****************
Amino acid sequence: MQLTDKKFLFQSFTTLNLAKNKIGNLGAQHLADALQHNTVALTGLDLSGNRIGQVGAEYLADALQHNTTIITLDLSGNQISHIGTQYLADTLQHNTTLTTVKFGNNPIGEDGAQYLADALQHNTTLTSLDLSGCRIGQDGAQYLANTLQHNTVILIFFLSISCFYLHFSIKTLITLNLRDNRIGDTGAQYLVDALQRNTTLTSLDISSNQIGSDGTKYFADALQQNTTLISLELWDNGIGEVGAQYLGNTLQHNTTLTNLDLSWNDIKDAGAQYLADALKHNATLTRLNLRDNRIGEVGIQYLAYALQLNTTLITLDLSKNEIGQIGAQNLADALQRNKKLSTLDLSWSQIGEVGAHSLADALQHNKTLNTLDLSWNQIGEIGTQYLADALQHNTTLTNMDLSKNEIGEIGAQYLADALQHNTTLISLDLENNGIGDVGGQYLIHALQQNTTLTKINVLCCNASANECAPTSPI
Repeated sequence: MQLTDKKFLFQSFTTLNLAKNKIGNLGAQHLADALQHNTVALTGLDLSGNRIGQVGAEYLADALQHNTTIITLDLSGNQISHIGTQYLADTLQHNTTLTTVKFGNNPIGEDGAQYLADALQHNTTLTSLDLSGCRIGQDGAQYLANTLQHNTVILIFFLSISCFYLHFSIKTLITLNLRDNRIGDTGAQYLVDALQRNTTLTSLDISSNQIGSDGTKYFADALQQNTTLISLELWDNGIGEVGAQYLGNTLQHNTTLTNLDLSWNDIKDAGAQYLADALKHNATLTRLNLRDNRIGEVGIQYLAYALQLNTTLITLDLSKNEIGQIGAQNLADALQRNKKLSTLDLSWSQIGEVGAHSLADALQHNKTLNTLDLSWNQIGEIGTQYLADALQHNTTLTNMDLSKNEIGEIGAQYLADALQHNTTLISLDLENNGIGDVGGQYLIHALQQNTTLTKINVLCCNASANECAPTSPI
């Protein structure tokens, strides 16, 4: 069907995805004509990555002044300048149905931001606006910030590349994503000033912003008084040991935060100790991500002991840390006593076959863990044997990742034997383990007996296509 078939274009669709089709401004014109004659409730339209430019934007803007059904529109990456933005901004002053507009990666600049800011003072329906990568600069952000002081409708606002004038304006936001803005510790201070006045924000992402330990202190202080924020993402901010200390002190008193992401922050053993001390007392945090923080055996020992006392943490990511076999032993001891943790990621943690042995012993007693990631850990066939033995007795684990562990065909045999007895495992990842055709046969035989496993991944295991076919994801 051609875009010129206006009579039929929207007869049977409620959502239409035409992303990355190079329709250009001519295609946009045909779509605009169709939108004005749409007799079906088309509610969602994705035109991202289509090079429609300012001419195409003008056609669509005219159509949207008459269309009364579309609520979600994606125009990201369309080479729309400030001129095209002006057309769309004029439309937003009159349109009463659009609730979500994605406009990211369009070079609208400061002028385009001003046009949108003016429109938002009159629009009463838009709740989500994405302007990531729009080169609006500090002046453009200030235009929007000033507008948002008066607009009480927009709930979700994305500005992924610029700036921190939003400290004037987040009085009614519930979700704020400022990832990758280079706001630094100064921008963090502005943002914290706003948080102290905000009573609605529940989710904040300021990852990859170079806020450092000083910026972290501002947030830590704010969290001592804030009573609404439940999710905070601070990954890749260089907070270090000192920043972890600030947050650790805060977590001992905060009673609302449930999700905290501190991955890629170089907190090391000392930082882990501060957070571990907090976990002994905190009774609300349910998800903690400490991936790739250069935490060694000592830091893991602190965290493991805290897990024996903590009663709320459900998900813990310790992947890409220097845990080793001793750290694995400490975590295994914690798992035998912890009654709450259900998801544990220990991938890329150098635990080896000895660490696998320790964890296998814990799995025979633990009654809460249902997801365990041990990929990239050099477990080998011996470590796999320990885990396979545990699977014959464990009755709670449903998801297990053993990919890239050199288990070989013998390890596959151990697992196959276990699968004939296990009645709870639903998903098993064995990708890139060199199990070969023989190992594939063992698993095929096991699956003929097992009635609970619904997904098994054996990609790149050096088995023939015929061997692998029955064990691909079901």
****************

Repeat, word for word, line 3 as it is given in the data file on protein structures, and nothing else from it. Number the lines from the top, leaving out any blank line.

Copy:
């Protein structure tokens, strides 16, 4: 069907995805004509990555002044300048149905931001606006910030590349994503000033912003008084040991935060100790991500002991840390006593076959863990044997990742034997383990007996296509 078939274009669709089709401004014109004659409730339209430019934007803007059904529109990456933005901004002053507009990666600049800011003072329906990568600069952000002081409708606002004038304006936001803005510790201070006045924000992402330990202190202080924020993402901010200390002190008193992401922050053993001390007392945090923080055996020992006392943490990511076999032993001891943790990621943690042995012993007693990631850990066939033995007795684990562990065909045999007895495992990842055709046969035989496993991944295991076919994801 051609875009010129206006009579039929929207007869049977409620959502239409035409992303990355190079329709250009001519295609946009045909779509605009169709939108004005749409007799079906088309509610969602994705035109991202289509090079429609300012001419195409003008056609669509005219159509949207008459269309009364579309609520979600994606125009990201369309080479729309400030001129095209002006057309769309004029439309937003009159349109009463659009609730979500994605406009990211369009070079609208400061002028385009001003046009949108003016429109938002009159629009009463838009709740989500994405302007990531729009080169609006500090002046453009200030235009929007000033507008948002008066607009009480927009709930979700994305500005992924610029700036921190939003400290004037987040009085009614519930979700704020400022990832990758280079706001630094100064921008963090502005943002914290706003948080102290905000009573609605529940989710904040300021990852990859170079806020450092000083910026972290501002947030830590704010969290001592804030009573609404439940999710905070601070990954890749260089907070270090000192920043972890600030947050650790805060977590001992905060009673609302449930999700905290501190991955890629170089907190090391000392930082882990501060957070571990907090976990002994905190009774609300349910998800903690400490991936790739250069935490060694000592830091893991602190965290493991805290897990024996903590009663709320459900998900813990310790992947890409220097845990080793001793750290694995400490975590295994914690798992035998912890009654709450259900998801544990220990991938890329150098635990080896000895660490696998320790964890296998814990799995025979633990009654809460249902997801365990041990990929990239050099477990080998011996470590796999320990885990396979545990699977014959464990009755709670449903998801297990053993990919890239050199288990070989013998390890596959151990697992196959276990699968004939296990009645709870639903998903098993064995990708890139060199199990070969023989190992594939063992698993095929096991699956003929097992009635609970619904997904098994054996990609790149050096088995023939015929061997692998029955064990691909079901």